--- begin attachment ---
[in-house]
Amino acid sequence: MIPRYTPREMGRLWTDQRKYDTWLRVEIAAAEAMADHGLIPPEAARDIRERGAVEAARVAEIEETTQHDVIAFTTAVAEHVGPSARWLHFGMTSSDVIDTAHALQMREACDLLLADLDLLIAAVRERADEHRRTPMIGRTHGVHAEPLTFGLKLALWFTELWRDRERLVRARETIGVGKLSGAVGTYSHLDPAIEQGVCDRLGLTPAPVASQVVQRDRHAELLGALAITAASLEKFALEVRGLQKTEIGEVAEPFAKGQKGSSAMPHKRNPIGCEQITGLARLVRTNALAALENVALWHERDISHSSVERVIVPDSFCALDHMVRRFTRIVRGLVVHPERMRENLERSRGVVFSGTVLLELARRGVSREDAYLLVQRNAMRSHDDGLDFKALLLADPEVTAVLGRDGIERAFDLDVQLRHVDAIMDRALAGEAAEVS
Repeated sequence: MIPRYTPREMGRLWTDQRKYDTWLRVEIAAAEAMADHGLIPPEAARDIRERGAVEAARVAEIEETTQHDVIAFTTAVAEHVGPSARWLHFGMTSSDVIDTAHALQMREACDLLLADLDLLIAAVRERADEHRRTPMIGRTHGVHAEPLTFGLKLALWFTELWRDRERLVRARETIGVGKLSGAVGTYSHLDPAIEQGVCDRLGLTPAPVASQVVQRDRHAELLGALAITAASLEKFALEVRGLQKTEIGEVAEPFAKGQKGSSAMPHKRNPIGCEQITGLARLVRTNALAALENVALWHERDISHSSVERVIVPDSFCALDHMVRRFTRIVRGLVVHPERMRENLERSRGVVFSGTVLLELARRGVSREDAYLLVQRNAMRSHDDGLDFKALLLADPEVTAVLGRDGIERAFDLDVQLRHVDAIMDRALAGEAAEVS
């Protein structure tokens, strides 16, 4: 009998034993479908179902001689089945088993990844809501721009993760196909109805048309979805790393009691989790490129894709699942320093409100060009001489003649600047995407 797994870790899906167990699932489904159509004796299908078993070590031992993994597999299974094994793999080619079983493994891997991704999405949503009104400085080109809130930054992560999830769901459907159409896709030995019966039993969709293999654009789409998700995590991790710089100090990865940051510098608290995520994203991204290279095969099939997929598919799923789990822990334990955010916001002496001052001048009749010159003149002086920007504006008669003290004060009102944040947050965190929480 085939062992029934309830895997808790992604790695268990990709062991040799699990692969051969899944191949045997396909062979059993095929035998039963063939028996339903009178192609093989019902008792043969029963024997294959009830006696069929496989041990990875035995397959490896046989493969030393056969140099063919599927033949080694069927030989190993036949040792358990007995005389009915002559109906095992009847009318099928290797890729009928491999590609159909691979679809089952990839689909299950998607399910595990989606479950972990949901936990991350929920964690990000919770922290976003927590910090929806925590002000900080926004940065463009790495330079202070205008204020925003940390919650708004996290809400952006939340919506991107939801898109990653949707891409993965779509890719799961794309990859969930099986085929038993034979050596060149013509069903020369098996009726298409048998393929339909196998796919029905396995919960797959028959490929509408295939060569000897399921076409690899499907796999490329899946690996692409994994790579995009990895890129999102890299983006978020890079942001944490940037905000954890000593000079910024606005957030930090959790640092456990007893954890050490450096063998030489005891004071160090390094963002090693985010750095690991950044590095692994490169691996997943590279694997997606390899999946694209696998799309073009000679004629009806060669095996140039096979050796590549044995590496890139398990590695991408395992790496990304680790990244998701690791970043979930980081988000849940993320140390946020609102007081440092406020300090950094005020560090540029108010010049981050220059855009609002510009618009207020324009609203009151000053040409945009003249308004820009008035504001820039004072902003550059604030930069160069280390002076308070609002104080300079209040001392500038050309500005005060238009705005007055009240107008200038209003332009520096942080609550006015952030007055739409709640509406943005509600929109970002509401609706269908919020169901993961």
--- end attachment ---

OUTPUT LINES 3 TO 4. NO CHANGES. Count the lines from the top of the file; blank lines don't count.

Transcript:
Repeated sequence: MIPRYTPREMGRLWTDQRKYDTWLRVEIAAAEAMADHGLIPPEAARDIRERGAVEAARVAEIEETTQHDVIAFTTAVAEHVGPSARWLHFGMTSSDVIDTAHALQMREACDLLLADLDLLIAAVRERADEHRRTPMIGRTHGVHAEPLTFGLKLALWFTELWRDRERLVRARETIGVGKLSGAVGTYSHLDPAIEQGVCDRLGLTPAPVASQVVQRDRHAELLGALAITAASLEKFALEVRGLQKTEIGEVAEPFAKGQKGSSAMPHKRNPIGCEQITGLARLVRTNALAALENVALWHERDISHSSVERVIVPDSFCALDHMVRRFTRIVRGLVVHPERMRENLERSRGVVFSGTVLLELARRGVSREDAYLLVQRNAMRSHDDGLDFKALLLADPEVTAVLGRDGIERAFDLDVQLRHVDAIMDRALAGEAAEVS
């Protein structure tokens, strides 16, 4: 009998034993479908179902001689089945088993990844809501721009993760196909109805048309979805790393009691989790490129894709699942320093409100060009001489003649600047995407 797994870790899906167990699932489904159509004796299908078993070590031992993994597999299974094994793999080619079983493994891997991704999405949503009104400085080109809130930054992560999830769901459907159409896709030995019966039993969709293999654009789409998700995590991790710089100090990865940051510098608290995520994203991204290279095969099939997929598919799923789990822990334990955010916001002496001052001048009749010159003149002086920007504006008669003290004060009102944040947050965190929480 085939062992029934309830895997808790992604790695268990990709062991040799699990692969051969899944191949045997396909062979059993095929035998039963063939028996339903009178192609093989019902008792043969029963024997294959009830006696069929496989041990990875035995397959490896046989493969030393056969140099063919599927033949080694069927030989190993036949040792358990007995005389009915002559109906095992009847009318099928290797890729009928491999590609159909691979679809089952990839689909299950998607399910595990989606479950972990949901936990991350929920964690990000919770922290976003927590910090929806925590002000900080926004940065463009790495330079202070205008204020925003940390919650708004996290809400952006939340919506991107939801898109990653949707891409993965779509890719799961794309990859969930099986085929038993034979050596060149013509069903020369098996009726298409048998393929339909196998796919029905396995919960797959028959490929509408295939060569000897399921076409690899499907796999490329899946690996692409994994790579995009990895890129999102890299983006978020890079942001944490940037905000954890000593000079910024606005957030930090959790640092456990007893954890050490450096063998030489005891004071160090390094963002090693985010750095690991950044590095692994490169691996997943590279694997997606390899999946694209696998799309073009000679004629009806060669095996140039096979050796590549044995590496890139398990590695991408395992790496990304680790990244998701690791970043979930980081988000849940993320140390946020609102007081440092406020300090950094005020560090540029108010010049981050220059855009609002510009618009207020324009609203009151000053040409945009003249308004820009008035504001820039004072902003550059604030930069160069280390002076308070609002104080300079209040001392500038050309500005005060238009705005007055009240107008200038209003332009520096942080609550006015952030007055739409709640509406943005509600929109970002509401609706269908919020169901993961």